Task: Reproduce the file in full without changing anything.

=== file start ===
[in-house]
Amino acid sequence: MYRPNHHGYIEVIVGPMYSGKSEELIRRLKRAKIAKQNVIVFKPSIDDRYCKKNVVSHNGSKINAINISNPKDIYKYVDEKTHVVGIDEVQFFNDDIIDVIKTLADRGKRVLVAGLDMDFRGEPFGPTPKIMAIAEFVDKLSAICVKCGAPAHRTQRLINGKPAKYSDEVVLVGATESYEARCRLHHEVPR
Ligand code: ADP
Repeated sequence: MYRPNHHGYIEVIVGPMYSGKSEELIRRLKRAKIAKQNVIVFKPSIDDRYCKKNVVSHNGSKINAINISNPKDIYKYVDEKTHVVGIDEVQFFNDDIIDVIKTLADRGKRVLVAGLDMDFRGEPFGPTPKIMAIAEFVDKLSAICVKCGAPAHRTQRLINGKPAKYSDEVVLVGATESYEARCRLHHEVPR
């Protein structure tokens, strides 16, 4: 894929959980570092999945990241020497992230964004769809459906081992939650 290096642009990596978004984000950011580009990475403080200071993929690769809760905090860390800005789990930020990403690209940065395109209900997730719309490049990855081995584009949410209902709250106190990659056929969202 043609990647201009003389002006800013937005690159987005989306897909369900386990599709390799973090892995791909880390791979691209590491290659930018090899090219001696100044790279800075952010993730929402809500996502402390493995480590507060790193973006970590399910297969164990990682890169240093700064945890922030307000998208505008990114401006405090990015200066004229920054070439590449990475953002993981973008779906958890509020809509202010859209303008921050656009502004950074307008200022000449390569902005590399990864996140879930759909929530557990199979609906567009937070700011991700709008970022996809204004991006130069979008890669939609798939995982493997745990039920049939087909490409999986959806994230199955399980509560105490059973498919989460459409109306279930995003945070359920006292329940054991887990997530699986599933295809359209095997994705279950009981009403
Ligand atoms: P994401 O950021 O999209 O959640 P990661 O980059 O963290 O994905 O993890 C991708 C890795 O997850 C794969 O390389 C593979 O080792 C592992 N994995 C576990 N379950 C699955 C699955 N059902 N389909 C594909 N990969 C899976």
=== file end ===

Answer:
[in-house]
Amino acid sequence: MYRPNHHGYIEVIVGPMYSGKSEELIRRLKRAKIAKQNVIVFKPSIDDRYCKKNVVSHNGSKINAINISNPKDIYKYVDEKTHVVGIDEVQFFNDDIIDVIKTLADRGKRVLVAGLDMDFRGEPFGPTPKIMAIAEFVDKLSAICVKCGAPAHRTQRLINGKPAKYSDEVVLVGATESYEARCRLHHEVPR
Ligand code: ADP
Repeated sequence: MYRPNHHGYIEVIVGPMYSGKSEELIRRLKRAKIAKQNVIVFKPSIDDRYCKKNVVSHNGSKINAINISNPKDIYKYVDEKTHVVGIDEVQFFNDDIIDVIKTLADRGKRVLVAGLDMDFRGEPFGPTPKIMAIAEFVDKLSAICVKCGAPAHRTQRLINGKPAKYSDEVVLVGATESYEARCRLHHEVPR
């Protein structure tokens, strides 16, 4: 894929959980570092999945990241020497992230964004769809459906081992939650 290096642009990596978004984000950011580009990475403080200071993929690769809760905090860390800005789990930020990403690209940065395109209900997730719309490049990855081995584009949410209902709250106190990659056929969202 043609990647201009003389002006800013937005690159987005989306897909369900386990599709390799973090892995791909880390791979691209590491290659930018090899090219001696100044790279800075952010993730929402809500996502402390493995480590507060790193973006970590399910297969164990990682890169240093700064945890922030307000998208505008990114401006405090990015200066004229920054070439590449990475953002993981973008779906958890509020809509202010859209303008921050656009502004950074307008200022000449390569902005590399990864996140879930759909929530557990199979609906567009937070700011991700709008970022996809204004991006130069979008890669939609798939995982493997745990039920049939087909490409999986959806994230199955399980509560105490059973498919989460459409109306279930995003945070359920006292329940054991887990997530699986599933295809359209095997994705279950009981009403
Ligand atoms: P994401 O950021 O999209 O959640 P990661 O980059 O963290 O994905 O993890 C991708 C890795 O997850 C794969 O390389 C593979 O080792 C592992 N994995 C576990 N379950 C699955 C699955 N059902 N389909 C594909 N990969 C899976």